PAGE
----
The nation’s future success can be summed up in four letters: S, T, E and M.
This is the message Postal Service leaders and others delivered at the STEM Education stamp dedication ceremony April 6.
“In an increasingly competitive world, proficiency in the fields of science, technology, engineering and mathematics, collectively known as STEM, is more critical than ever,” Marketing Vice President Steven Monteith told attendees.
Informed Delivery, a USPS feature that allows users to digitally preview their incoming mail and manage their packages, is one example.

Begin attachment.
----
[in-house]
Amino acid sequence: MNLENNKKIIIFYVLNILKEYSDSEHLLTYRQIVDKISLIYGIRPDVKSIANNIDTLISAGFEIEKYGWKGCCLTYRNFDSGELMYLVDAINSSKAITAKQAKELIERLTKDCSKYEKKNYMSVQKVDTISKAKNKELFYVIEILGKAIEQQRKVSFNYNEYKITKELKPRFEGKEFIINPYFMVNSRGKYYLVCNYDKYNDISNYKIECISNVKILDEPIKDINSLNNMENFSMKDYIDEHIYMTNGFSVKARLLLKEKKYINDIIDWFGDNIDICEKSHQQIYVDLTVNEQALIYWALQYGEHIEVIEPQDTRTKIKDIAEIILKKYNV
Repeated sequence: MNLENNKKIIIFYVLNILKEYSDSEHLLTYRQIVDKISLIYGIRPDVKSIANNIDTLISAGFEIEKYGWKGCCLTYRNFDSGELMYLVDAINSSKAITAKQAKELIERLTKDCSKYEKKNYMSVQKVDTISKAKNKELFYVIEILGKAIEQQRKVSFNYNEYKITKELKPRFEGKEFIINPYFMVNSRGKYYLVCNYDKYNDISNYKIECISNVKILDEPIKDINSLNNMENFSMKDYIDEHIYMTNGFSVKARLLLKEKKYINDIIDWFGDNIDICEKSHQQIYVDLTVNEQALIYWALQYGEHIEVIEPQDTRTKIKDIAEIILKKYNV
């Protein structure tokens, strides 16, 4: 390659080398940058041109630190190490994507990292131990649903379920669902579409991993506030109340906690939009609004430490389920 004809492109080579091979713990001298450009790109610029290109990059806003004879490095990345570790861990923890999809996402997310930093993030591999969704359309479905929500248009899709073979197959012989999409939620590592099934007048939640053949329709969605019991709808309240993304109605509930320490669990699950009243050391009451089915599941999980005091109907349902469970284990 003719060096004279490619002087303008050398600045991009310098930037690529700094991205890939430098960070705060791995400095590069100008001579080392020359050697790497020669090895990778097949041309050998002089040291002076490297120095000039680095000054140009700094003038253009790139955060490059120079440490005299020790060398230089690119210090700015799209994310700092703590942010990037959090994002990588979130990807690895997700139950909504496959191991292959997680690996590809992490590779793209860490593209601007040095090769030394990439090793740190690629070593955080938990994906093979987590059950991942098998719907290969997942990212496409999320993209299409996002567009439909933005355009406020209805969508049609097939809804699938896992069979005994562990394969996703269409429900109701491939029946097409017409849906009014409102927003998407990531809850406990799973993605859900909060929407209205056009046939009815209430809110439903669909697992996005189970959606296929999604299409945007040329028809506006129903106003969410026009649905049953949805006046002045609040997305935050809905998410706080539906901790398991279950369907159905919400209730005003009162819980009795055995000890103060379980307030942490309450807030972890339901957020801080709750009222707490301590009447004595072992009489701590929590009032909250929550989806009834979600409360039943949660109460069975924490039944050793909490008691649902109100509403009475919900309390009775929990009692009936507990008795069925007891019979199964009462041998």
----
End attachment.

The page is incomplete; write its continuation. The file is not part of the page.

“Informed Delivery is one of our most exciting innovations, and it’s already very popular,” Monteith said, noting the feature has almost 9 million users.
The ceremony was held at the USA Science and Engineering Festival, an annual celebration of STEM subjects in Washington, DC. Other speakers included Marc Schulman, the festival’s executive director, and Courtney Pine, a “kid reporter” with Scholastic News Kids Press Corps.
The stamps call attention to the need for workers to fill critical STEM jobs in the years ahead, a priority to ensure the United States remains a global leader in innovation.
The STEM Education stamps feature four designs, one for each discipline. Each design depicts a collage of faces, symbols, drawings and numbers that represent the complexity and interconnectedness of the STEM subjects.